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This page will be used to discuss a new security model for JRuby, which we can also start extending to Ruby in general with the collaboration of other implementers.
There's another older page discussing security a bit here: Ruby_JRubySecurity
The remainder of this page is a proposal/discussion from @enebo musing on what a Ruby-land security system to replace $SAFE might look like.
Enhanced Security (proposal/discussion by @enebo)
$SAFE shows its age. It is an acknowledged stolen feature from Perl and what does '$SAFE = 3' mean anyways?
Let's give security a facelift. Let's make a new variable with some builtin feature and extensibility as we realize new aspects of security we want to monitor.
require 'security' $SECURITY[:io] = :warn
This would tell Ruby that the IO subsystem should give warnings on any use of IO, but not actually stop working. Useful for auditing. If you are on a locked down system:
$SECURITY[:io] = :error
This will throw a SecurityError on any use of IO. But let's say you want your own policy:
$SECURITY[:io] = MyIOPolicy.new
Ok hand-waving is over and obviously this is sparse on details. Here are the main ideas:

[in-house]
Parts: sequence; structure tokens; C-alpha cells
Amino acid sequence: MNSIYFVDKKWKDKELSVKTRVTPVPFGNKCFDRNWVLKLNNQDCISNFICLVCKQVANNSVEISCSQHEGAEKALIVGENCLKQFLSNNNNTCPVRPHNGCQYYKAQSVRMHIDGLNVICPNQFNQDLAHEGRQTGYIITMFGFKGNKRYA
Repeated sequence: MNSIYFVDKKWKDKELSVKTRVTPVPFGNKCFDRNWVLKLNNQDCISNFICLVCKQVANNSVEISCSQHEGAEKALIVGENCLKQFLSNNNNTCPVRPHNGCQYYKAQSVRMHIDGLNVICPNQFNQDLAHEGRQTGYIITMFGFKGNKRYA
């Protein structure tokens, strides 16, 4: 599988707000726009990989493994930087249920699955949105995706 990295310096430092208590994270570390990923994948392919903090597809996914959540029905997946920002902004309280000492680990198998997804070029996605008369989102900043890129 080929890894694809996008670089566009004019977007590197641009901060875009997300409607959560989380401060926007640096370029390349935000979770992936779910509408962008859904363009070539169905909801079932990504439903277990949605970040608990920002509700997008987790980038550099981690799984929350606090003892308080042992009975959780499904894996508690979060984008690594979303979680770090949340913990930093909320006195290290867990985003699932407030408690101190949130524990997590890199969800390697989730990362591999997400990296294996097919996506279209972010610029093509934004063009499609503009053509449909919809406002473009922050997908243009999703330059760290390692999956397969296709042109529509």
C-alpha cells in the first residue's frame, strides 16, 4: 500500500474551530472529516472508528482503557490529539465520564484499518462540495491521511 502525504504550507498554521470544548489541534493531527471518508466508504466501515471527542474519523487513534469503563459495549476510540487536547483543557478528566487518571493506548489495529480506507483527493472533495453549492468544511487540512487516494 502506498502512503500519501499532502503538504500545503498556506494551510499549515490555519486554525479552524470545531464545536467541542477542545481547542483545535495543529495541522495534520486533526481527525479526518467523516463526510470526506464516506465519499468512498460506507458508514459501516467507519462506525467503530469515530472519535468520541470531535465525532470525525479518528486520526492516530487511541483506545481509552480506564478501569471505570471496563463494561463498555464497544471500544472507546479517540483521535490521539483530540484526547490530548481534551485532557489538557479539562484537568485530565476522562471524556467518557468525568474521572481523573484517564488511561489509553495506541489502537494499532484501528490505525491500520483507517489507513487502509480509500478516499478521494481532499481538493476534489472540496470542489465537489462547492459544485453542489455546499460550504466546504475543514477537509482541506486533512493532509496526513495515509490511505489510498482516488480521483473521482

- $SECURITY is multi-dimensional on facilities it can enforce and therefore extensible over time. :io was given as an example, but any named facility can be provided. This also is much more intuitive than 1-5.
- Policy enforcement is a value. Builtin values can expand over time like :warn and :error, but a user-defined policy can also exist.
- Each facility defined should have a set of conformance specs. Lack of coverage in reality should lead to a new set of specs to verify conformance. This develops confidence in the facility. Conformance only ensures core conformance. It does not help for extensions to the implementation.
- On host OSes which cannot perform this (this assumes a design which relies on host OS to provide sandboxing capabilities) an error should be thrown if the feature is used.
A few concerns about the proposal:
- This is prone to the same brittleness where missing a place where a facility is used is akin to busting a hole in your runtime. Ain't security a bitch. [Note: See above about spec converage for proof of conformance. Not perfect, but good way of ensuring eventual convergence]
- People may not realize that user-defined policy will have some serious consequences on overall performance.
- What values should actually be passed into a policy?
- Should the interface for policies be uniform or match what the policy represents?
- $SECURITY implies it is everywhere (unfortunately MRI violates meaning of $ regularly but it still feels wrong). We would like something which implies per-thread possibilities while also making it clear when you want global policies. We mentioned Thread.security[:io] where this works for current thread and all children.